Asian companies seeking to expand internationally may propel modest gains in mergers and acquisitions next year, extending the recovery that began in 2010, a Bloomberg survey showed.
There will be at least a small increase in mergers and acquisitions in 2011 after a 12 percent gain to $1.96 trillion so far this year, according to the Global M&A Outlook, which queried 1,030 investment bankers, research analysts, traders, portfolio managers and salespeople. Fifty-eight percent said the most active buyers would be based in Asia Pacific or Central Asia, followed by North America, the report found.
Asia and North America will have the most attractive targets for acquisitions next year, followed by Western Europe, the survey showed. Deals involving China have jumped in 2010, with Zhejiang Geely Holding Group Co. agreeing to buy Ford Motor Co.’s Volvo Cars unit for $1.6 billion in August. Bright Food Group Co., Shanghai’s biggest food and dairy company, is in talks to acquire vitamin retailer GNC Holdings Inc., people with knowledge of the matter said this week.
“You’ll see the developing world invest in the developed world,” said Stephen Bird, Citigroup Inc.’s co-chief executive officer for Asia Pacific. M&A in the region is set to increase because companies are “highly liquid,” debt is becoming cheaper and asset prices are at historically attractive levels, he said in a Dec. 7 interview.
Domestic competition is also expected to be a catalyst for global M&A next year, and market volatility will be the biggest obstacle, the survey showed.
Deals involving Asia Pacific companies have jumped 25 percent this year through November, surpassing Europe and making them the second-most active after North America, data compiled by Bloomberg show. There were more than 8,700 deals worth about $594 billion in Asia through Nov. 30, up from $429 billion in the first 11 months of 2009. The Americas accounted for $1.1 trillion of transactions in the period, up 12 percent from $979 billion last year, according to Bloomberg data.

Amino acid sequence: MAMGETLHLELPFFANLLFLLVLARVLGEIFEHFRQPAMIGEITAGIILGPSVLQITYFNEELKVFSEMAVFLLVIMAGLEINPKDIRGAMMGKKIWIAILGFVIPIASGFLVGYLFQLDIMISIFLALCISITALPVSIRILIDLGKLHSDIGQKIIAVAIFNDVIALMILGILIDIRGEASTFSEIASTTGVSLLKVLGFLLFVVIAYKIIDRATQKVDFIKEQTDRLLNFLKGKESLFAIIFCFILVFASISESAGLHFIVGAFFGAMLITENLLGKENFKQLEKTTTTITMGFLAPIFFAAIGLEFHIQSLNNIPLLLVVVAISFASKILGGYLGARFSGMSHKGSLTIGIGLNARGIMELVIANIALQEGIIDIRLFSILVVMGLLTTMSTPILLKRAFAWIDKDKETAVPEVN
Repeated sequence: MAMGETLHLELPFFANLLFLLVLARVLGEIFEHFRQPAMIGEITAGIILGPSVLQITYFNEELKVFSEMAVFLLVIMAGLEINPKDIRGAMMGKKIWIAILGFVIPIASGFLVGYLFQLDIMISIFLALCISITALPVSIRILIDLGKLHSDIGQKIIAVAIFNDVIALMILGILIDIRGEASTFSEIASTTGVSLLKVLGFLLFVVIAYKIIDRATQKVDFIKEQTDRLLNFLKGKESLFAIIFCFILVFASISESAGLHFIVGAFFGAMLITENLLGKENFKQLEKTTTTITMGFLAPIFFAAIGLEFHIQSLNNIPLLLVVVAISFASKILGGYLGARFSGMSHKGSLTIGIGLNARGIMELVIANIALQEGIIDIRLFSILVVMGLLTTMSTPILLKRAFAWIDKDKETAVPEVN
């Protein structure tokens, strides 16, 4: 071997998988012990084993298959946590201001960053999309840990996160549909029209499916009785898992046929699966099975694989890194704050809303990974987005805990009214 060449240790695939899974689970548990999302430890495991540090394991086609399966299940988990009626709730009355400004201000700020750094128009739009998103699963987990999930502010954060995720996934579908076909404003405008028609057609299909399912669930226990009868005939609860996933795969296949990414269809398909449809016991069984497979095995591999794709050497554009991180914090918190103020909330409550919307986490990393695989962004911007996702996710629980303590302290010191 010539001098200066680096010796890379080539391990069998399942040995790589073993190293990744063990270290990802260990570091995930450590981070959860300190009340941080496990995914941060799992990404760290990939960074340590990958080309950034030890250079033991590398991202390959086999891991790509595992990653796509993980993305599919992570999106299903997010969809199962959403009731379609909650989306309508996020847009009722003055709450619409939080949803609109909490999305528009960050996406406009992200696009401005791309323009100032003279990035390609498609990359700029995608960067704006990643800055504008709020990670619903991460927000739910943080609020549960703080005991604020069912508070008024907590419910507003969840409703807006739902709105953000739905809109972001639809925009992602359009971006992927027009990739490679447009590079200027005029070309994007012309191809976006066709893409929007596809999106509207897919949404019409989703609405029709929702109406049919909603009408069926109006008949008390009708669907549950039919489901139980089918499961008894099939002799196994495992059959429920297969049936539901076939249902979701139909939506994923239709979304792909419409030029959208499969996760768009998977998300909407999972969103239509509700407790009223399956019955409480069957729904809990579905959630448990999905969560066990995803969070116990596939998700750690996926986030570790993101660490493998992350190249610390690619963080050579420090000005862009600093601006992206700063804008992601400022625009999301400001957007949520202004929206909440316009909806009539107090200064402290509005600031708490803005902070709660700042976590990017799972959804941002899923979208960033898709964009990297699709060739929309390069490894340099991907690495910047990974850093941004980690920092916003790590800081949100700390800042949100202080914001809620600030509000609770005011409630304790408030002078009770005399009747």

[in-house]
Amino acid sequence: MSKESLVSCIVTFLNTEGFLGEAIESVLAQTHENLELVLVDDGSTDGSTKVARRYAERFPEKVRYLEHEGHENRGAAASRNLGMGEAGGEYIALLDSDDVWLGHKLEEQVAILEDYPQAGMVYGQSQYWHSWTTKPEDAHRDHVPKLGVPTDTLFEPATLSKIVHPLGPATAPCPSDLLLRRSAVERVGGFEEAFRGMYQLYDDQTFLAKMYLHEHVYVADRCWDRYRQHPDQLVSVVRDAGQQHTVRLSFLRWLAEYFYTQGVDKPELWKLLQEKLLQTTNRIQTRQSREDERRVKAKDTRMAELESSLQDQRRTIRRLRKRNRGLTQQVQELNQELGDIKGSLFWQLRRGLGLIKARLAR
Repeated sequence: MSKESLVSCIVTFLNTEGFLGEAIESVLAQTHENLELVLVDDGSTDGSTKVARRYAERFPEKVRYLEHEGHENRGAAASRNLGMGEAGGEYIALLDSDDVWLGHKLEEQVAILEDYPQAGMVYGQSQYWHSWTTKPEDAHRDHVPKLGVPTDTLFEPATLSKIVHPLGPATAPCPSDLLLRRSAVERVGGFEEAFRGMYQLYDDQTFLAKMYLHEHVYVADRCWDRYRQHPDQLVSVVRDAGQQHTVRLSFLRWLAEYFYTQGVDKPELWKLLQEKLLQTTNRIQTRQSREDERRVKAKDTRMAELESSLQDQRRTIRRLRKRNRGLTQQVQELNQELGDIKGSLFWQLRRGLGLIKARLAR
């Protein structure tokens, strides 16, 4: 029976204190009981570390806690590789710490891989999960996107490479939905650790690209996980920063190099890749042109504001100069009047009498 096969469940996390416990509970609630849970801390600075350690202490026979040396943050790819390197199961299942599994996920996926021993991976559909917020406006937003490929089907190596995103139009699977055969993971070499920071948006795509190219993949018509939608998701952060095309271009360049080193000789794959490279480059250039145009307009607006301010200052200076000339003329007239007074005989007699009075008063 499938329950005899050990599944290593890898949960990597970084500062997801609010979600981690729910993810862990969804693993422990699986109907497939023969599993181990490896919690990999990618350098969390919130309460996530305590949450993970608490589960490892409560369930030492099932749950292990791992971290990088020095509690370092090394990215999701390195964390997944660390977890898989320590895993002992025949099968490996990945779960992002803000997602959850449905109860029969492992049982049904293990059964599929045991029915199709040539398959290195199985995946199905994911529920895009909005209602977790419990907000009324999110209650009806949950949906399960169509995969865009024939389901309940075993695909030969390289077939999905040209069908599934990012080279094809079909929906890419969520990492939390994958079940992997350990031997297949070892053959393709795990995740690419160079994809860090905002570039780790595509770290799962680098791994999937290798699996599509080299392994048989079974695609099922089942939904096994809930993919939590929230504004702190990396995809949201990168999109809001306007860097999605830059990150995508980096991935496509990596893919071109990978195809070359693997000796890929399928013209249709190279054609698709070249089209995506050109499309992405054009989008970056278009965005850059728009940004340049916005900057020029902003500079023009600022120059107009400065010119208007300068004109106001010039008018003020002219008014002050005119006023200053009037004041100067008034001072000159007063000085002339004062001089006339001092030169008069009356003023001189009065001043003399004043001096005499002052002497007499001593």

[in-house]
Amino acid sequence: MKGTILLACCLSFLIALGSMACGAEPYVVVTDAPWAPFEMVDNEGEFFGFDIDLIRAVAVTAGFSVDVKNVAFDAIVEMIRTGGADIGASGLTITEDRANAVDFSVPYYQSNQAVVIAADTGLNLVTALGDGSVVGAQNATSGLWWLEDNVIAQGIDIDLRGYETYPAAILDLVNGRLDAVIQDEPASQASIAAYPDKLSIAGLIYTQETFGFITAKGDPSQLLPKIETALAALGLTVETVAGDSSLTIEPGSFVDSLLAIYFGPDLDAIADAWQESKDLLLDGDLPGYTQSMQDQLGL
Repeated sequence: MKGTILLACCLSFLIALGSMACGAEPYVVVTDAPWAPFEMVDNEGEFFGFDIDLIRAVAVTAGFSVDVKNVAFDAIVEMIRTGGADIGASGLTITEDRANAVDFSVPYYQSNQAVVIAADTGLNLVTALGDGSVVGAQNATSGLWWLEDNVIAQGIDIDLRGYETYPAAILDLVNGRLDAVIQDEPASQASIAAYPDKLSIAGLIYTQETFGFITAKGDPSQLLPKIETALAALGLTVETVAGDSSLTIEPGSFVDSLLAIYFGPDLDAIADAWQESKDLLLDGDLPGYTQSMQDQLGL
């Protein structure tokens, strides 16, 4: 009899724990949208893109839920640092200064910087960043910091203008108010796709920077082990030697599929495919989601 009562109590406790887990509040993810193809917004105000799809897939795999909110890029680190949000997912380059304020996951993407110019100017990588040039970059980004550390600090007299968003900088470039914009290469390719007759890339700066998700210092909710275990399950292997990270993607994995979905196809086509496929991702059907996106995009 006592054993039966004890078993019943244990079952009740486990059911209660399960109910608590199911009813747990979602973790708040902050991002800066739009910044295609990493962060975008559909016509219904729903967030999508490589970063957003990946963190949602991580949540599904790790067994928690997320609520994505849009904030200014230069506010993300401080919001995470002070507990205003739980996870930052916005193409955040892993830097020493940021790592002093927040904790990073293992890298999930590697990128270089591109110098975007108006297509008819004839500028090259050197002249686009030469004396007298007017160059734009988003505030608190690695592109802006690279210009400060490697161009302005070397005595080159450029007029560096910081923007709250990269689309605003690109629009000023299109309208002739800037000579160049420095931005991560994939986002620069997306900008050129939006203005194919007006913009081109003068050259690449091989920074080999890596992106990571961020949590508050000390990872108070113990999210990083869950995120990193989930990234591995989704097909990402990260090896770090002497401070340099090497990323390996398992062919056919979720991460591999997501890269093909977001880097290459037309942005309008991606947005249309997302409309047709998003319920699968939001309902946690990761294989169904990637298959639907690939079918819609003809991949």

Global M&A volume rose 12 percent in the first 11 months of the year, the data show. About 70 percent of survey respondents expect an increase in M&A volume next year, compared with 90 percent who anticipated a rise this year.
Forty-four percent of those surveyed said equity will be the major source of capital for deal financing next year, followed by cash and debt. In last year’s survey, debt issuance was expected to be the main source of M&A financing.
Cross-border deals dominated with more than 8,100 transactions worth $945 billion announced in the first 11 months of 2010, a 41 percent increase from the same period last year, the data show. About 75 percent of the survey respondents favor such deals over domestic M&A.
Financial services was the most active sector during the first 11 months, with $329 billion of transactions announced, followed by energy with $300 billion, the data show. Energy may be the most active sector in 2011 as the industry consolidates, the survey showed.
Deals in Brazil in the first 11 months hit a 10-year high with more than $130 billion of transactions, the data show.
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